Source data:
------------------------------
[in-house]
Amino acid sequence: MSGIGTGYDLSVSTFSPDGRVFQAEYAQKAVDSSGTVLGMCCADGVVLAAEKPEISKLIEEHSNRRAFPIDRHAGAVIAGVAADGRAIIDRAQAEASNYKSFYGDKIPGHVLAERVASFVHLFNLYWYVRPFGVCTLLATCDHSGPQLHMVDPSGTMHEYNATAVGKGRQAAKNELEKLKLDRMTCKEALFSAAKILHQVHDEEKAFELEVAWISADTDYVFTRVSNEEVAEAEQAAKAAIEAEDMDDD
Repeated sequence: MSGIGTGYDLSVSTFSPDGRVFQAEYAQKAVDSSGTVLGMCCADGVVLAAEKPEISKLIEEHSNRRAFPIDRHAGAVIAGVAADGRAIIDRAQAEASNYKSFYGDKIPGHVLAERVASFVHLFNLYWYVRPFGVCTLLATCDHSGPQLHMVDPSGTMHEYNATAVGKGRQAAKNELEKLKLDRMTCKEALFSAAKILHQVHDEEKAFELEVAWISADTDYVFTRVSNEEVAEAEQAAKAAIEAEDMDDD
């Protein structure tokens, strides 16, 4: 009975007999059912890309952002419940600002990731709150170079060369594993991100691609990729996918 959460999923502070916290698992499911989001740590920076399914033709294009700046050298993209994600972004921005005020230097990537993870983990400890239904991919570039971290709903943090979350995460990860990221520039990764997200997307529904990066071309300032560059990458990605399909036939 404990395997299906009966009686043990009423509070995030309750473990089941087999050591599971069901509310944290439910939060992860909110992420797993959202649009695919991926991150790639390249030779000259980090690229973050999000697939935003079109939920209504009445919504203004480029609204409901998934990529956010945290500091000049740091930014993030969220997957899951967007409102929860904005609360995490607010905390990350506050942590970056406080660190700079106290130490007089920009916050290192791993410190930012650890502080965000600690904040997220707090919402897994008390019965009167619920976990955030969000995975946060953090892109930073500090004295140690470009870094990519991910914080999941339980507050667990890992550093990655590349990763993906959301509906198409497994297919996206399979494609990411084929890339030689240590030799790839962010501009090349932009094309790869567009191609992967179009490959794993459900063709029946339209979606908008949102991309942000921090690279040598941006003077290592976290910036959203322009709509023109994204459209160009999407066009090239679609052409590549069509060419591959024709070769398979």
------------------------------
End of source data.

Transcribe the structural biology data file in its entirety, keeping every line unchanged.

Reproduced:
[in-house]
Amino acid sequence: MSGIGTGYDLSVSTFSPDGRVFQAEYAQKAVDSSGTVLGMCCADGVVLAAEKPEISKLIEEHSNRRAFPIDRHAGAVIAGVAADGRAIIDRAQAEASNYKSFYGDKIPGHVLAERVASFVHLFNLYWYVRPFGVCTLLATCDHSGPQLHMVDPSGTMHEYNATAVGKGRQAAKNELEKLKLDRMTCKEALFSAAKILHQVHDEEKAFELEVAWISADTDYVFTRVSNEEVAEAEQAAKAAIEAEDMDDD
Repeated sequence: MSGIGTGYDLSVSTFSPDGRVFQAEYAQKAVDSSGTVLGMCCADGVVLAAEKPEISKLIEEHSNRRAFPIDRHAGAVIAGVAADGRAIIDRAQAEASNYKSFYGDKIPGHVLAERVASFVHLFNLYWYVRPFGVCTLLATCDHSGPQLHMVDPSGTMHEYNATAVGKGRQAAKNELEKLKLDRMTCKEALFSAAKILHQVHDEEKAFELEVAWISADTDYVFTRVSNEEVAEAEQAAKAAIEAEDMDDD
């Protein structure tokens, strides 16, 4: 009975007999059912890309952002419940600002990731709150170079060369594993991100691609990729996918 959460999923502070916290698992499911989001740590920076399914033709294009700046050298993209994600972004921005005020230097990537993870983990400890239904991919570039971290709903943090979350995460990860990221520039990764997200997307529904990066071309300032560059990458990605399909036939 404990395997299906009966009686043990009423509070995030309750473990089941087999050591599971069901509310944290439910939060992860909110992420797993959202649009695919991926991150790639390249030779000259980090690229973050999000697939935003079109939920209504009445919504203004480029609204409901998934990529956010945290500091000049740091930014993030969220997957899951967007409102929860904005609360995490607010905390990350506050942590970056406080660190700079106290130490007089920009916050290192791993410190930012650890502080965000600690904040997220707090919402897994008390019965009167619920976990955030969000995975946060953090892109930073500090004295140690470009870094990519991910914080999941339980507050667990890992550093990655590349990763993906959301509906198409497994297919996206399979494609990411084929890339030689240590030799790839962010501009090349932009094309790869567009191609992967179009490959794993459900063709029946339209979606908008949102991309942000921090690279040598941006003077290592976290910036959203322009709509023109994204459209160009999407066009090239679609052409590549069509060419591959024709070769398979």